Google Drive – Make a template

It is back to school time! I thought I would start this school year with a pretty simple tutorial on how to create a template that you can reuse over and over again. If you have ever used Google Classroom then there is a type of version of this already there. When you make an assignment and attach a Google Doc, Sheet or Slideshow then you have the option to make a copy for each student. That way the original stays untouched and each student will have their own copy to play with!

Well in Google Drive you can make a template that you can use over and over again without the original getting sullied. Be aware though that the template will be accessible by the whole organization. If you cannot do this from your school account, you should reach out to your IT team and reference these instructions so they can turn this on for you.

Continue reading “Google Drive – Make a template”

Google Workspaces and transferring ownership

Well, well, well I learned something new today.

An area I’ve always wanted to do better was to help our students leaving our school transition their data from our school account to a personal account (most likely a personal account since they probably won’t have their new school account yet. As you can tell from the title we use Google Services (recently rebranded to Google Workspaces). Our students use Google Drive to not only create documents but also as a place to store their files.

For safety reasons we limit all sharing of documents and emails to be restricted to our domain, but at the end of this year we decided to try and do a better job of helping out students transition their data from their school account to a personal account.

I thought it would be as simple as having students go into the sharing settings of individual settings, share it to their personal account and then go back into the sharing settings and change the ownership to that account.

Continue reading “Google Workspaces and transferring ownership”

Make your own flashcards in Google Sheets

OK – to be fair, you need Google Sheets and the Flippity add on, but still, this is pretty handy, easy to do and works really – really well. I’ve seen a couple of articles about this on the web but I’m going to go a little deeper and walk you through from start to finish.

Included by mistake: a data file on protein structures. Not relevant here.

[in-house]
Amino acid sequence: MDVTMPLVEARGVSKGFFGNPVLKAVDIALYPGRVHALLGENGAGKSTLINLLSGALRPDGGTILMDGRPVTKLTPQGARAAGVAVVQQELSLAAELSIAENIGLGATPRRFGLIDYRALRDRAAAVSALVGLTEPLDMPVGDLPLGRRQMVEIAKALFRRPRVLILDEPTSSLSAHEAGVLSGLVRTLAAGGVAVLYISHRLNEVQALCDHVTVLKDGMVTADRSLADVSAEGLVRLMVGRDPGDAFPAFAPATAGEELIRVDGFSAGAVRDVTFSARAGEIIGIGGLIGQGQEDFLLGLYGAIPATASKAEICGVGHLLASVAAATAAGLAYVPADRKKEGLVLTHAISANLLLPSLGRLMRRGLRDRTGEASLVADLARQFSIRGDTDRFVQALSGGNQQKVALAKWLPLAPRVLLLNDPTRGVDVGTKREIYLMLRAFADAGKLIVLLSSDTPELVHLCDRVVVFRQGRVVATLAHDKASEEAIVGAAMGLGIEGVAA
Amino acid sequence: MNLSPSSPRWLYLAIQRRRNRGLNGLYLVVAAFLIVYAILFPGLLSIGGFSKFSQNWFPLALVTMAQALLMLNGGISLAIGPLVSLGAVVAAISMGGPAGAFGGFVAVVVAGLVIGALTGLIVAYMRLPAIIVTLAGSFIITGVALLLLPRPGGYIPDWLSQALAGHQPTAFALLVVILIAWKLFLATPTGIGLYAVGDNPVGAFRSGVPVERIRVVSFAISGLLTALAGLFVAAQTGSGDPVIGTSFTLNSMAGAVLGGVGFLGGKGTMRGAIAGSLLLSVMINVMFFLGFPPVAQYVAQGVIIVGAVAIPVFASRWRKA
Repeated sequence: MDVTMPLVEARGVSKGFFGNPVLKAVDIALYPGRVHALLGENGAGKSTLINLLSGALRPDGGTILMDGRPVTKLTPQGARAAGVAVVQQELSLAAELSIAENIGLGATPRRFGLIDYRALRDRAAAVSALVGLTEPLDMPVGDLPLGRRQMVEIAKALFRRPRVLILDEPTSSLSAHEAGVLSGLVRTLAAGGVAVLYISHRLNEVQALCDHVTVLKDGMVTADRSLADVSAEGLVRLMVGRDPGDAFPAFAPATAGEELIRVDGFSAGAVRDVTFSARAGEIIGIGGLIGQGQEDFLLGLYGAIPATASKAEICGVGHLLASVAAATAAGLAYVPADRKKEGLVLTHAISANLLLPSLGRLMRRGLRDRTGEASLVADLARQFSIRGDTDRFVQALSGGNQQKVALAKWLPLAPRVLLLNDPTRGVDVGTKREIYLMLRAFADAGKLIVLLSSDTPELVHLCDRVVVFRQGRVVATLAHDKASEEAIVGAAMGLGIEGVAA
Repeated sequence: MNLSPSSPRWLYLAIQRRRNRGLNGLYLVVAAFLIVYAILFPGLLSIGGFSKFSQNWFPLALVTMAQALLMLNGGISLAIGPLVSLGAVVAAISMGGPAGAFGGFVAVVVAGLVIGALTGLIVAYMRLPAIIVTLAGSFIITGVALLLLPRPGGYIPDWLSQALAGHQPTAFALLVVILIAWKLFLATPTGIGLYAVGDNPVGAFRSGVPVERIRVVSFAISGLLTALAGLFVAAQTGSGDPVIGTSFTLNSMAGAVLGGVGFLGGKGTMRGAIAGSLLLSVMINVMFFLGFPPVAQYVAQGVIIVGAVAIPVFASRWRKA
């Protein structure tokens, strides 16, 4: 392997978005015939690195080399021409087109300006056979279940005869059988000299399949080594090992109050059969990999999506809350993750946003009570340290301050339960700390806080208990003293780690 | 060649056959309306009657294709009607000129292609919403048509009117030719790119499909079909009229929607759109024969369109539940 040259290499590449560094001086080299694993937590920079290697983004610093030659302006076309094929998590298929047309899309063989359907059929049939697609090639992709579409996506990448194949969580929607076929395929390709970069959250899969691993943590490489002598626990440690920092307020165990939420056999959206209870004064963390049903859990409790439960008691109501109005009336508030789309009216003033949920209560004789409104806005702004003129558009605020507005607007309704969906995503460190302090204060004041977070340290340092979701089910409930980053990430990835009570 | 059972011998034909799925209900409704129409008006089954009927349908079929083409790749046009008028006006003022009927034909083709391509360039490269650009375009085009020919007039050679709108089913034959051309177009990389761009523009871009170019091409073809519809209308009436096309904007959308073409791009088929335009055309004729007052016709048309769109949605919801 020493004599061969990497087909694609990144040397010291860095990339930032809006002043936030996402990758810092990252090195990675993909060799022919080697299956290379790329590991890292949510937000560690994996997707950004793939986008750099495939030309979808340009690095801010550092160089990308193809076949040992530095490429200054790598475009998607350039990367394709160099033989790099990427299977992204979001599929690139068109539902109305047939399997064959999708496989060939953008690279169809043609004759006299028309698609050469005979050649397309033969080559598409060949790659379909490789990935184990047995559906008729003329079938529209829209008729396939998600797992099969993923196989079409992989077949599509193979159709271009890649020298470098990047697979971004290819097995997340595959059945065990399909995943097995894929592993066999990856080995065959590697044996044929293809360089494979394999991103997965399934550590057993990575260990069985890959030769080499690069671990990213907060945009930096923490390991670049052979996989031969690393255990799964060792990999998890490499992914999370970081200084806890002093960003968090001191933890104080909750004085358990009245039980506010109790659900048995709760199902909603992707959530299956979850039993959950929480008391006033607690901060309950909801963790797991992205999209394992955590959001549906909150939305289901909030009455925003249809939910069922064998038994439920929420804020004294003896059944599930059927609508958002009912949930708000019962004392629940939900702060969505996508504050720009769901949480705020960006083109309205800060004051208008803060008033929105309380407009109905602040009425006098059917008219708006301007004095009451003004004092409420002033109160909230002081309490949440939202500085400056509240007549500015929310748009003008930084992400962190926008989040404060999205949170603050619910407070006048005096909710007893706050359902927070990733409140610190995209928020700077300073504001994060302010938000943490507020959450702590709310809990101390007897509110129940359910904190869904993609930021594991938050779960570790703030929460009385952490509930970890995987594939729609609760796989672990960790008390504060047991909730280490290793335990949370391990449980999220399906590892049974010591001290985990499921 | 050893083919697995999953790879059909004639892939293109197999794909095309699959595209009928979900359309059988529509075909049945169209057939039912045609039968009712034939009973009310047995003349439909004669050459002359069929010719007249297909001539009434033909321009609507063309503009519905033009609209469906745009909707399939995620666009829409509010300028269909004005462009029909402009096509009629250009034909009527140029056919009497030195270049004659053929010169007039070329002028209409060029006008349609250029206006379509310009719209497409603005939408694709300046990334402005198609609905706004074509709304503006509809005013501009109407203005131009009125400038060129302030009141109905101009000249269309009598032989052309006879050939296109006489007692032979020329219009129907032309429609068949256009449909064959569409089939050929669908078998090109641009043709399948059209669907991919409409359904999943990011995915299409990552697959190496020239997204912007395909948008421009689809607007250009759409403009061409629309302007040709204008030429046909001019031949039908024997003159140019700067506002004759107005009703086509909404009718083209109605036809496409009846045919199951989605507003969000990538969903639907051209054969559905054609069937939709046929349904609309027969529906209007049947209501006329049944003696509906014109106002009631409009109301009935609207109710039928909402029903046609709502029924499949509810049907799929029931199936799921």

In this example, we will be doing some language learning though I can think of this being used for math problems and vocabulary as well and much, much more. So let’s get started.

Google Translate in Sheets

The first thing we need to do is open Google Sheets and get ready for some magic! We will be translating words from English to Spanish. I will be using specific words and not phrases. As we all know translating longer pieces of text can sometimes lead to unexpected results 🙂

As you can see, I have 10 English words about the Spring season. I could look these up, but I will let Google Translate do it for me.

In cell B2 I will type this formula which will translate it from English to Spanish automatically.

=googletranslate(A2, “en”, “es”)

  • So let’s break this down. =googletranslate will let Google Sheets know that it needs to use Google Translate – pretty straight forward. Don’t forget the comma!
  • A2 tells Google Sheet where the word is that needs to translated.
  • “en” (yes you need the quotations) lets it know what language the original language is.
  • “es” (again don’t forget those quotes) let’s it know what it needs to translate it to. (ES = Spanish by the way)

So this is what it will look like.

Now all we need to is move your mouse to the bottom right hand corner of cell B2 (it should turn into a + sign) then click and drag down like in the GIF below.

BOOM!

Google Sheets (any spreadsheet program really) understands the pattern and automatically replicates the googletranslate formula all the way down properly changing the cells as needed.

Now we are ready to turn this into interactive flashcards

Flippity Add-on

The next thing we need to do is get the Flippity add-on. To do this open a blank Google Sheet and then click on Add-ons from the menu bar. Then select Get Add-ons.

A new window will pop up and from here search for and add Flippity to Google Sheets. You only need to do this once. After you’ve added it, every new Google Sheet you open will have the ability to utilize the Flippity add-on if you want it to.

To activate the Flippity add-on, click on Add-ons and select Flippity and select Pick a Template.

The template you will want to chose is, surprise – surprise, Flashcards. Go ahead and click Use.

Flippity will do some magic and then create a new worksheet with whole bunch of info that you do NOT want.